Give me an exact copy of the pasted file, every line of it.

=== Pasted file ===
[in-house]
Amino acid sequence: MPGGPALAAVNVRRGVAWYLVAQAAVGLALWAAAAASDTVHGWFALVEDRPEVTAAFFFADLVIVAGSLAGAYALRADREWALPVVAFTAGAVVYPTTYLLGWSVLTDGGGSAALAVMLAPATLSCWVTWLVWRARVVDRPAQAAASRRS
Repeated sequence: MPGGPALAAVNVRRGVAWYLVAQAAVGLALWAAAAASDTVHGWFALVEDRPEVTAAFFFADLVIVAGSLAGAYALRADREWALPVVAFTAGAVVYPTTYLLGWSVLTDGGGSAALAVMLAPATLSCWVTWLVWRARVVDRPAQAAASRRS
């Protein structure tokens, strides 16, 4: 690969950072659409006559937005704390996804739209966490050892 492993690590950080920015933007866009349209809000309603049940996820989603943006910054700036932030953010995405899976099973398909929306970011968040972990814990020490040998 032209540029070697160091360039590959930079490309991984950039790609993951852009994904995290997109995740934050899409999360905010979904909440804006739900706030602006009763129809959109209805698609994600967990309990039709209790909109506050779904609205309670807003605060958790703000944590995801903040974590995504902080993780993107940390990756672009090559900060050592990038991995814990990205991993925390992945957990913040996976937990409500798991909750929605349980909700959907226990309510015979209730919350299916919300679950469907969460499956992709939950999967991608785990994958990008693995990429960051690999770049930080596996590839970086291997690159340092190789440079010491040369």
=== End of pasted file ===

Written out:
[in-house]
Amino acid sequence: MPGGPALAAVNVRRGVAWYLVAQAAVGLALWAAAAASDTVHGWFALVEDRPEVTAAFFFADLVIVAGSLAGAYALRADREWALPVVAFTAGAVVYPTTYLLGWSVLTDGGGSAALAVMLAPATLSCWVTWLVWRARVVDRPAQAAASRRS
Repeated sequence: MPGGPALAAVNVRRGVAWYLVAQAAVGLALWAAAAASDTVHGWFALVEDRPEVTAAFFFADLVIVAGSLAGAYALRADREWALPVVAFTAGAVVYPTTYLLGWSVLTDGGGSAALAVMLAPATLSCWVTWLVWRARVVDRPAQAAASRRS
């Protein structure tokens, strides 16, 4: 690969950072659409006559937005704390996804739209966490050892 492993690590950080920015933007866009349209809000309603049940996820989603943006910054700036932030953010995405899976099973398909929306970011968040972990814990020490040998 032209540029070697160091360039590959930079490309991984950039790609993951852009994904995290997109995740934050899409999360905010979904909440804006739900706030602006009763129809959109209805698609994600967990309990039709209790909109506050779904609205309670807003605060958790703000944590995801903040974590995504902080993780993107940390990756672009090559900060050592990038991995814990990205991993925390992945957990913040996976937990409500798991909750929605349980909700959907226990309510015979209730919350299916919300679950469907969460499956992709939950999967991608785990994958990008693995990429960051690999770049930080596996590839970086291997690159340092190789440079010491040369």